Our Guayana Esequiba is valuable as a territory rich in natural and mineral resources. But that is the tactical aspect and not the strategic one, the strategic aspect is the maritime commercial communicational control, therein lies the real interest of Guyana and its UK masters want to strip us of what is ours: to take the continent (from Punta Barima to the Argentine Patagonia) through the application of maritime and fluvial turnstiles (Brexit) and together with the promise of the Silk Road, a friendly land version of the Chinese (which we do not hesitate to point out as a good distractor).

The Essequibo is vital and is the inoculation imposed on us to consolidate the UK’s advancement plan: control of the Caribbean Sea and the navigation of the rivers, in its thalassocratic geo-strategy and Anglo-Zionist corporatist ambition of the American continent, as Churchill once said.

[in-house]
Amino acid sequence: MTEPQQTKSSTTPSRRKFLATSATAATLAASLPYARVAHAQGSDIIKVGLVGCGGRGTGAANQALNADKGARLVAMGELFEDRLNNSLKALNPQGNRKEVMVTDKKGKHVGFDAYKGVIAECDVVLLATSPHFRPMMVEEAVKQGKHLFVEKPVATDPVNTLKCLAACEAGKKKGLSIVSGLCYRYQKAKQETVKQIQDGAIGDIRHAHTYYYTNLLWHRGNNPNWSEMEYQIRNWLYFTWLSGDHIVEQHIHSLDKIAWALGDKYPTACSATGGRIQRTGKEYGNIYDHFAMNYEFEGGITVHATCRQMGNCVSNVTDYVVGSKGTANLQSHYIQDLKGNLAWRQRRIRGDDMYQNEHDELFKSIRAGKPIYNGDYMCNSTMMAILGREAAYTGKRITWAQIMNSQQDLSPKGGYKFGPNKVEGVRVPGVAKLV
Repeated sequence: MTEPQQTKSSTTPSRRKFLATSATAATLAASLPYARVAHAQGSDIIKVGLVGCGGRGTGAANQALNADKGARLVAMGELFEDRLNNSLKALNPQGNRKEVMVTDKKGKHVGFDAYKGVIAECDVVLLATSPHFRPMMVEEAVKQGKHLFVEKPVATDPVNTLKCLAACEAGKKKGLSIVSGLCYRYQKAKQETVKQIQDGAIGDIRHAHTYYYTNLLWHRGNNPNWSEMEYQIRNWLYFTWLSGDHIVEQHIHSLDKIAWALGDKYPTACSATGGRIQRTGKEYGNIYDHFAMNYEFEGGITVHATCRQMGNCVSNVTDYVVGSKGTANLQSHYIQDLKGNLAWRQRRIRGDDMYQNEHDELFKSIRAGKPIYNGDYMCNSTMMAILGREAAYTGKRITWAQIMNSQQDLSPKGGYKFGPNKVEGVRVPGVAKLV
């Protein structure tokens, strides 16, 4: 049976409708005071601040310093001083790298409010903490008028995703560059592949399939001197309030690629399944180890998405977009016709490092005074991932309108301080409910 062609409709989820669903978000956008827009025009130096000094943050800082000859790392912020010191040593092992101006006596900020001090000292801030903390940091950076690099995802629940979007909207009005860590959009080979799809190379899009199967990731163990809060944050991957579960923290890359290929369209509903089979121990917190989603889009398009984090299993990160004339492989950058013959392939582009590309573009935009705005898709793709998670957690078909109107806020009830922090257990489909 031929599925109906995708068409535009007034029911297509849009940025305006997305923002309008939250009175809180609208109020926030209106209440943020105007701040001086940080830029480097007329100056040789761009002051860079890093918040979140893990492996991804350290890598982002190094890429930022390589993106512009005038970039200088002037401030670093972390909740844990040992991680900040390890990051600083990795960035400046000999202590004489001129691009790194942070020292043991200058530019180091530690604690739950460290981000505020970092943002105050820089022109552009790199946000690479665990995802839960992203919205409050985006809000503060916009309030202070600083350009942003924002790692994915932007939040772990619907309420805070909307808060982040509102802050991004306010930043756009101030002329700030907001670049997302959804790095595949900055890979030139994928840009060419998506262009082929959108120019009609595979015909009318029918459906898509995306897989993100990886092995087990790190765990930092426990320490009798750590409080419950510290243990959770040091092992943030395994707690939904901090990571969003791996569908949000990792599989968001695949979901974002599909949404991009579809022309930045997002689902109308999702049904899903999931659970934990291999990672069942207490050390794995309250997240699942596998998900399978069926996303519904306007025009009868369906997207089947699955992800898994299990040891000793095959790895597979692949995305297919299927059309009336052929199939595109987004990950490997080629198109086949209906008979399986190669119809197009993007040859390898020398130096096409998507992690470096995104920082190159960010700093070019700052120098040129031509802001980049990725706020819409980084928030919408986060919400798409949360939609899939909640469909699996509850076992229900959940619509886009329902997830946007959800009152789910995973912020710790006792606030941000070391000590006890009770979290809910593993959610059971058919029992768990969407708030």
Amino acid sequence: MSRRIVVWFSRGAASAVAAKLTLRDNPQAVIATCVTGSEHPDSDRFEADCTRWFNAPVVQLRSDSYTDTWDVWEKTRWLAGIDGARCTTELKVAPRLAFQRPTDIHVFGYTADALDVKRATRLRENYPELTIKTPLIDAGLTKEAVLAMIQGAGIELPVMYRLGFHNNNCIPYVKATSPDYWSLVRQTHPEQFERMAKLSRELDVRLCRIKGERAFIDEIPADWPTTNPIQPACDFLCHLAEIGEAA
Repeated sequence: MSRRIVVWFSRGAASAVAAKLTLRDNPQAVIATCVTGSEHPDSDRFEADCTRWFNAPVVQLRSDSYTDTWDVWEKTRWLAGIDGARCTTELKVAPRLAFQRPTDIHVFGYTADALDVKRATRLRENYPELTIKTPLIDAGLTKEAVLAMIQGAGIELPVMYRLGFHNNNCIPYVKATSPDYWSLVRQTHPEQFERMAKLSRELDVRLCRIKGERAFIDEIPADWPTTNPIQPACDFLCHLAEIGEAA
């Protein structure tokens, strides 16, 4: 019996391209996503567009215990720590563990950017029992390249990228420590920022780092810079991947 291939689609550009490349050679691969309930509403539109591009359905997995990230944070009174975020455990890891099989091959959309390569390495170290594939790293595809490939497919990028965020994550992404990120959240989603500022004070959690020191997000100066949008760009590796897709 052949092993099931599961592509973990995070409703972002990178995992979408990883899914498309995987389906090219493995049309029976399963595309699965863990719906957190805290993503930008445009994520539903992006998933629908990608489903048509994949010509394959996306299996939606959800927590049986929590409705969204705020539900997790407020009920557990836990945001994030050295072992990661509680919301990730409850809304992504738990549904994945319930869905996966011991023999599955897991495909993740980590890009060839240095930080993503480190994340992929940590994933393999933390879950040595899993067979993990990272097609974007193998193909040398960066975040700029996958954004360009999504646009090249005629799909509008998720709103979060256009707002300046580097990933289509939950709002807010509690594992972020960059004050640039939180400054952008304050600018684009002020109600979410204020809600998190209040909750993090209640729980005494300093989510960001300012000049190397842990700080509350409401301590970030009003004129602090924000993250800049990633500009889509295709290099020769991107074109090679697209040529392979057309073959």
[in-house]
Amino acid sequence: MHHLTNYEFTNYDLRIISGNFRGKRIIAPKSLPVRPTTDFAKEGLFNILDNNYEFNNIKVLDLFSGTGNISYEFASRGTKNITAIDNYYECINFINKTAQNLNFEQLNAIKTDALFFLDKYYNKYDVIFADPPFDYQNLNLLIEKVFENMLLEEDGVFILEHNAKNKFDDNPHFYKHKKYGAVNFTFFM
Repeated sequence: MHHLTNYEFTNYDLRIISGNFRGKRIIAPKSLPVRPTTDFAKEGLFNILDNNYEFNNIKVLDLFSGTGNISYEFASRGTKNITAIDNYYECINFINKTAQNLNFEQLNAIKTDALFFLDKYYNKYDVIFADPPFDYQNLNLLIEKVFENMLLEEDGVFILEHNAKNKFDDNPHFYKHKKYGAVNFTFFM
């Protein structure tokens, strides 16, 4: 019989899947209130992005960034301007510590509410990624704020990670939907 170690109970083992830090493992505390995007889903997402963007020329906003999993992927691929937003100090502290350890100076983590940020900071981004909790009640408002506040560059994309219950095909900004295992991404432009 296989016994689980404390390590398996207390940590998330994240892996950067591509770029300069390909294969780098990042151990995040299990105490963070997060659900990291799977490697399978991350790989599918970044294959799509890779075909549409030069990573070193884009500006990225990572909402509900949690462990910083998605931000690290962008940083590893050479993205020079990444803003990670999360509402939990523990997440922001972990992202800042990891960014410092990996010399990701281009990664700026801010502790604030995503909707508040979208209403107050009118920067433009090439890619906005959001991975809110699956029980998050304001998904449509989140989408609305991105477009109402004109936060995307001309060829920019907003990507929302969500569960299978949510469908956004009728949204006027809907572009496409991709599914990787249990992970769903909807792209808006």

As foreseen by Helen Thompson in the Chatham House: “Complications are looming for all at a forced march in what is a global readjustment of privileges and inequalities between nations in supra and sub-national spaces (…) for this reason the UK must rethink its geopolitical values and principles”.

This is supported by Chancellor Raab, when he referred to Brexit and the vision of Global Britain: one of the great benefits of leaving this “cage”, according to the government’s vision, is that the country will have the freedom to negotiate trade agreements with the whole world. ‘”We want to be good European neighbors and global free trade buccaneers”.